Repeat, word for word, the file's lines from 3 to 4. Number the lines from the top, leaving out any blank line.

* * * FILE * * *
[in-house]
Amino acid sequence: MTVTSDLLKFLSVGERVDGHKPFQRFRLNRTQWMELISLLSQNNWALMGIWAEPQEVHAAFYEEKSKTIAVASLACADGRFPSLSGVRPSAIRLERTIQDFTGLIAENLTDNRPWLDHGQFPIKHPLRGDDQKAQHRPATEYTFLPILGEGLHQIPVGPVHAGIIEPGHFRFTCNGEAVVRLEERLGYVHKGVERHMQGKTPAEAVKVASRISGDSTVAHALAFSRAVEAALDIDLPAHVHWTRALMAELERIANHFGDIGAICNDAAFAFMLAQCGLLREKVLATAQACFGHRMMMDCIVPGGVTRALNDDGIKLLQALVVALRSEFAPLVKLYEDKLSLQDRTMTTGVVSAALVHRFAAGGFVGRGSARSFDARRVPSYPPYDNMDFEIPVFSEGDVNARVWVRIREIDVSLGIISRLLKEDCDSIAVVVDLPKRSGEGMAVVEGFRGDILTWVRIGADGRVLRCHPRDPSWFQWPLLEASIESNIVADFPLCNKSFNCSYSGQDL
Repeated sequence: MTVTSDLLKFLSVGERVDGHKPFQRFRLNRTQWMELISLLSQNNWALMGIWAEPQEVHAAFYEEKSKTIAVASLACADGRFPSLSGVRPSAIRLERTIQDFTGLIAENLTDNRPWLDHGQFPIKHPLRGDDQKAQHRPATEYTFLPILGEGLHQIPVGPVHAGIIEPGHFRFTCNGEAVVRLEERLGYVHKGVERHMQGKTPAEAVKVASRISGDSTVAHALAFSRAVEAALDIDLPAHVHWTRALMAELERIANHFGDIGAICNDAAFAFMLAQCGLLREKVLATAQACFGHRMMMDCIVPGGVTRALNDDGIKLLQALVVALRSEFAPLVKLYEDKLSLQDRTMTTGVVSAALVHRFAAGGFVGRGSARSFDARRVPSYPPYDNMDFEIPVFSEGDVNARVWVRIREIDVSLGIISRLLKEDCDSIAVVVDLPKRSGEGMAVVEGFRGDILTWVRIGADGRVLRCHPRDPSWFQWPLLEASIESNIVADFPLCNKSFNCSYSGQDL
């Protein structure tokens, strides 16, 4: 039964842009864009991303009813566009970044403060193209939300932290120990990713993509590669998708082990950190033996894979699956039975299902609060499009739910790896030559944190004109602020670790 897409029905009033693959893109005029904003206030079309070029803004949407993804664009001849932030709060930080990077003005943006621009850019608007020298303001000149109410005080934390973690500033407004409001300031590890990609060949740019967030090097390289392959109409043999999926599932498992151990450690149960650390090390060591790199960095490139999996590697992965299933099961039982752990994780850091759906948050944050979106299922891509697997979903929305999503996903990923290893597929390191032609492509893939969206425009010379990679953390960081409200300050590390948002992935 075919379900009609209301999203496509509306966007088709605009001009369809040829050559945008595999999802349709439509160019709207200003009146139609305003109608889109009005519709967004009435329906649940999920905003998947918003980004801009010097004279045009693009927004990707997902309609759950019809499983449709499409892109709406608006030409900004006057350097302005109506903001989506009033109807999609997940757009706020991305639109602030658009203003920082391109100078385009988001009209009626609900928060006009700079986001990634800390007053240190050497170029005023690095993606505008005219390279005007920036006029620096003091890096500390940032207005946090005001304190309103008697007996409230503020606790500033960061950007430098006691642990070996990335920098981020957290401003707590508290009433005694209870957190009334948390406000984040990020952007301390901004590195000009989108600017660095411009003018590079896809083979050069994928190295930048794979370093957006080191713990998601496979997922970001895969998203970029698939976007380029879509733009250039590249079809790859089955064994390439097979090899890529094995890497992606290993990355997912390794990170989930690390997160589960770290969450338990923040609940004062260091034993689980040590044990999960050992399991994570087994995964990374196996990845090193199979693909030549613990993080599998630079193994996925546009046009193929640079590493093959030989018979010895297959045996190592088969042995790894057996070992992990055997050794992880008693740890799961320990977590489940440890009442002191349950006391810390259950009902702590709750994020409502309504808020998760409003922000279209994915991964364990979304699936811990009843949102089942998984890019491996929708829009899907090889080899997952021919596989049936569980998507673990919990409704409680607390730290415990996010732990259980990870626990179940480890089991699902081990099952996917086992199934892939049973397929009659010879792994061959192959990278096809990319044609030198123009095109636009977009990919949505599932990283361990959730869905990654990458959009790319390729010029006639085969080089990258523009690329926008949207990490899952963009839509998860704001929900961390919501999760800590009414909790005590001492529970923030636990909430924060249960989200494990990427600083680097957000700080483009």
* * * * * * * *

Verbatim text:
Repeated sequence: MTVTSDLLKFLSVGERVDGHKPFQRFRLNRTQWMELISLLSQNNWALMGIWAEPQEVHAAFYEEKSKTIAVASLACADGRFPSLSGVRPSAIRLERTIQDFTGLIAENLTDNRPWLDHGQFPIKHPLRGDDQKAQHRPATEYTFLPILGEGLHQIPVGPVHAGIIEPGHFRFTCNGEAVVRLEERLGYVHKGVERHMQGKTPAEAVKVASRISGDSTVAHALAFSRAVEAALDIDLPAHVHWTRALMAELERIANHFGDIGAICNDAAFAFMLAQCGLLREKVLATAQACFGHRMMMDCIVPGGVTRALNDDGIKLLQALVVALRSEFAPLVKLYEDKLSLQDRTMTTGVVSAALVHRFAAGGFVGRGSARSFDARRVPSYPPYDNMDFEIPVFSEGDVNARVWVRIREIDVSLGIISRLLKEDCDSIAVVVDLPKRSGEGMAVVEGFRGDILTWVRIGADGRVLRCHPRDPSWFQWPLLEASIESNIVADFPLCNKSFNCSYSGQDL
């Protein structure tokens, strides 16, 4: 039964842009864009991303009813566009970044403060193209939300932290120990990713993509590669998708082990950190033996894979699956039975299902609060499009739910790896030559944190004109602020670790 897409029905009033693959893109005029904003206030079309070029803004949407993804664009001849932030709060930080990077003005943006621009850019608007020298303001000149109410005080934390973690500033407004409001300031590890990609060949740019967030090097390289392959109409043999999926599932498992151990450690149960650390090390060591790199960095490139999996590697992965299933099961039982752990994780850091759906948050944050979106299922891509697997979903929305999503996903990923290893597929390191032609492509893939969206425009010379990679953390960081409200300050590390948002992935 075919379900009609209301999203496509509306966007088709605009001009369809040829050559945008595999999802349709439509160019709207200003009146139609305003109608889109009005519709967004009435329906649940999920905003998947918003980004801009010097004279045009693009927004990707997902309609759950019809499983449709499409892109709406608006030409900004006057350097302005109506903001989506009033109807999609997940757009706020991305639109602030658009203003920082391109100078385009988001009209009626609900928060006009700079986001990634800390007053240190050497170029005023690095993606505008005219390279005007920036006029620096003091890096500390940032207005946090005001304190309103008697007996409230503020606790500033960061950007430098006691642990070996990335920098981020957290401003707590508290009433005694209870957190009334948390406000984040990020952007301390901004590195000009989108600017660095411009003018590079896809083979050069994928190295930048794979370093957006080191713990998601496979997922970001895969998203970029698939976007380029879509733009250039590249079809790859089955064994390439097979090899890529094995890497992606290993990355997912390794990170989930690390997160589960770290969450338990923040609940004062260091034993689980040590044990999960050992399991994570087994995964990374196996990845090193199979693909030549613990993080599998630079193994996925546009046009193929640079590493093959030989018979010895297959045996190592088969042995790894057996070992992990055997050794992880008693740890799961320990977590489940440890009442002191349950006391810390259950009902702590709750994020409502309504808020998760409003922000279209994915991964364990979304699936811990009843949102089942998984890019491996929708829009899907090889080899997952021919596989049936569980998507673990919990409704409680607390730290415990996010732990259980990870626990179940480890089991699902081990099952996917086992199934892939049973397929009659010879792994061959192959990278096809990319044609030198123009095109636009977009990919949505599932990283361990959730869905990654990458959009790319390729010029006639085969080089990258523009690329926008949207990490899952963009839509998860704001929900961390919501999760800590009414909790005590001492529970923030636990909430924060249960989200494990990427600083680097957000700080483009």